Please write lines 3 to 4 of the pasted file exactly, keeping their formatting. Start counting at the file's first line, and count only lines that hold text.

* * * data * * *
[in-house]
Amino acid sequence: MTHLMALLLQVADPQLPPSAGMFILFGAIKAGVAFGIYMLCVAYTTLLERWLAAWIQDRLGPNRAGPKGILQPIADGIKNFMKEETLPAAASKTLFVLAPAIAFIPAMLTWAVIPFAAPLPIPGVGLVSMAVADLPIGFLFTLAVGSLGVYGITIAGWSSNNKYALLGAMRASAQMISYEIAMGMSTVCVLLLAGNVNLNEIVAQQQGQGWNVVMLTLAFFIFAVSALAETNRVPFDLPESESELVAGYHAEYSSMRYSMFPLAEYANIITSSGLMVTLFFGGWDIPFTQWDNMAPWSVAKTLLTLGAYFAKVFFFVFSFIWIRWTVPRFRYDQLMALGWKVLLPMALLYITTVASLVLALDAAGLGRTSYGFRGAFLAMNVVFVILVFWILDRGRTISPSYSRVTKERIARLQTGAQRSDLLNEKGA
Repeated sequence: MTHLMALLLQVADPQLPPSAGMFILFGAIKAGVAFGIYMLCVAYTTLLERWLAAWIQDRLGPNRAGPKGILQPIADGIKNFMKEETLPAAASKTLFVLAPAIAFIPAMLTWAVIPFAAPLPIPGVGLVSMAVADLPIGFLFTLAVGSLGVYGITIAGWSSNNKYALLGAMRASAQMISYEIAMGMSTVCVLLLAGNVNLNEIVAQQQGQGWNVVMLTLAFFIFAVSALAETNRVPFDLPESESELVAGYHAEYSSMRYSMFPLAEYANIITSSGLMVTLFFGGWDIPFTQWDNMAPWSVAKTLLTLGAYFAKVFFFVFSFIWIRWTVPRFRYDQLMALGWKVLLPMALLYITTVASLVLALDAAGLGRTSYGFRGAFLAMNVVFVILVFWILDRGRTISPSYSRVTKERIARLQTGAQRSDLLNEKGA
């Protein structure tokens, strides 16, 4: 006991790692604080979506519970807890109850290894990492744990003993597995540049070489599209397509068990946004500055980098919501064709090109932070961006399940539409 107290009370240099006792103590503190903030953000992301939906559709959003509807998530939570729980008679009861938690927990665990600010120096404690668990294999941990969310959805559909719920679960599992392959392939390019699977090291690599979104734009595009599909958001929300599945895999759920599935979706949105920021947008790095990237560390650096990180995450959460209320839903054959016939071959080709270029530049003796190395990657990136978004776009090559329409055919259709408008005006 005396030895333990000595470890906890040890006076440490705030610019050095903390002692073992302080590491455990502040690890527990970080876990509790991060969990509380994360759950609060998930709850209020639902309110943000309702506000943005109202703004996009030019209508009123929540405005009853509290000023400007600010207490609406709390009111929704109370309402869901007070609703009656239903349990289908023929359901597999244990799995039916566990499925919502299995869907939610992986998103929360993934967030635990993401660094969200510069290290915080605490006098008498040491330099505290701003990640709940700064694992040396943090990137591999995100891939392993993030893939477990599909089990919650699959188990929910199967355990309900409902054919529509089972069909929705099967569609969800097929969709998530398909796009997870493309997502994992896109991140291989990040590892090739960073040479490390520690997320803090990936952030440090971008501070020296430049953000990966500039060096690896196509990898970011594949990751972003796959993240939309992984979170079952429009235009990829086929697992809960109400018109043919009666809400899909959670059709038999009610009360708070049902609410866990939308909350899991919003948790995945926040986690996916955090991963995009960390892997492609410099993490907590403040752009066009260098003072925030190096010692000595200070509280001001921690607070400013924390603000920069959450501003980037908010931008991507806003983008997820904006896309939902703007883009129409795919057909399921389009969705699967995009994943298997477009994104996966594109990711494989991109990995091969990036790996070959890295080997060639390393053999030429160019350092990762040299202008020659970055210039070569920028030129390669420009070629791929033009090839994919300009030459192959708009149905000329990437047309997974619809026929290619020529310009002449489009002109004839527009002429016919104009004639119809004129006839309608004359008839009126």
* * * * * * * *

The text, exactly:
Repeated sequence: MTHLMALLLQVADPQLPPSAGMFILFGAIKAGVAFGIYMLCVAYTTLLERWLAAWIQDRLGPNRAGPKGILQPIADGIKNFMKEETLPAAASKTLFVLAPAIAFIPAMLTWAVIPFAAPLPIPGVGLVSMAVADLPIGFLFTLAVGSLGVYGITIAGWSSNNKYALLGAMRASAQMISYEIAMGMSTVCVLLLAGNVNLNEIVAQQQGQGWNVVMLTLAFFIFAVSALAETNRVPFDLPESESELVAGYHAEYSSMRYSMFPLAEYANIITSSGLMVTLFFGGWDIPFTQWDNMAPWSVAKTLLTLGAYFAKVFFFVFSFIWIRWTVPRFRYDQLMALGWKVLLPMALLYITTVASLVLALDAAGLGRTSYGFRGAFLAMNVVFVILVFWILDRGRTISPSYSRVTKERIARLQTGAQRSDLLNEKGA
């Protein structure tokens, strides 16, 4: 006991790692604080979506519970807890109850290894990492744990003993597995540049070489599209397509068990946004500055980098919501064709090109932070961006399940539409 107290009370240099006792103590503190903030953000992301939906559709959003509807998530939570729980008679009861938690927990665990600010120096404690668990294999941990969310959805559909719920679960599992392959392939390019699977090291690599979104734009595009599909958001929300599945895999759920599935979706949105920021947008790095990237560390650096990180995450959460209320839903054959016939071959080709270029530049003796190395990657990136978004776009090559329409055919259709408008005006 005396030895333990000595470890906890040890006076440490705030610019050095903390002692073992302080590491455990502040690890527990970080876990509790991060969990509380994360759950609060998930709850209020639902309110943000309702506000943005109202703004996009030019209508009123929540405005009853509290000023400007600010207490609406709390009111929704109370309402869901007070609703009656239903349990289908023929359901597999244990799995039916566990499925919502299995869907939610992986998103929360993934967030635990993401660094969200510069290290915080605490006098008498040491330099505290701003990640709940700064694992040396943090990137591999995100891939392993993030893939477990599909089990919650699959188990929910199967355990309900409902054919529509089972069909929705099967569609969800097929969709998530398909796009997870493309997502994992896109991140291989990040590892090739960073040479490390520690997320803090990936952030440090971008501070020296430049953000990966500039060096690896196509990898970011594949990751972003796959993240939309992984979170079952429009235009990829086929697992809960109400018109043919009666809400899909959670059709038999009610009360708070049902609410866990939308909350899991919003948790995945926040986690996916955090991963995009960390892997492609410099993490907590403040752009066009260098003072925030190096010692000595200070509280001001921690607070400013924390603000920069959450501003980037908010931008991507806003983008997820904006896309939902703007883009129409795919057909399921389009969705699967995009994943298997477009994104996966594109990711494989991109990995091969990036790996070959890295080997060639390393053999030429160019350092990762040299202008020659970055210039070569920028030129390669420009070629791929033009090839994919300009030459192959708009149905000329990437047309997974619809026929290619020529310009002449489009002109004839527009002429016919104009004639119809004129006839309608004359008839009126």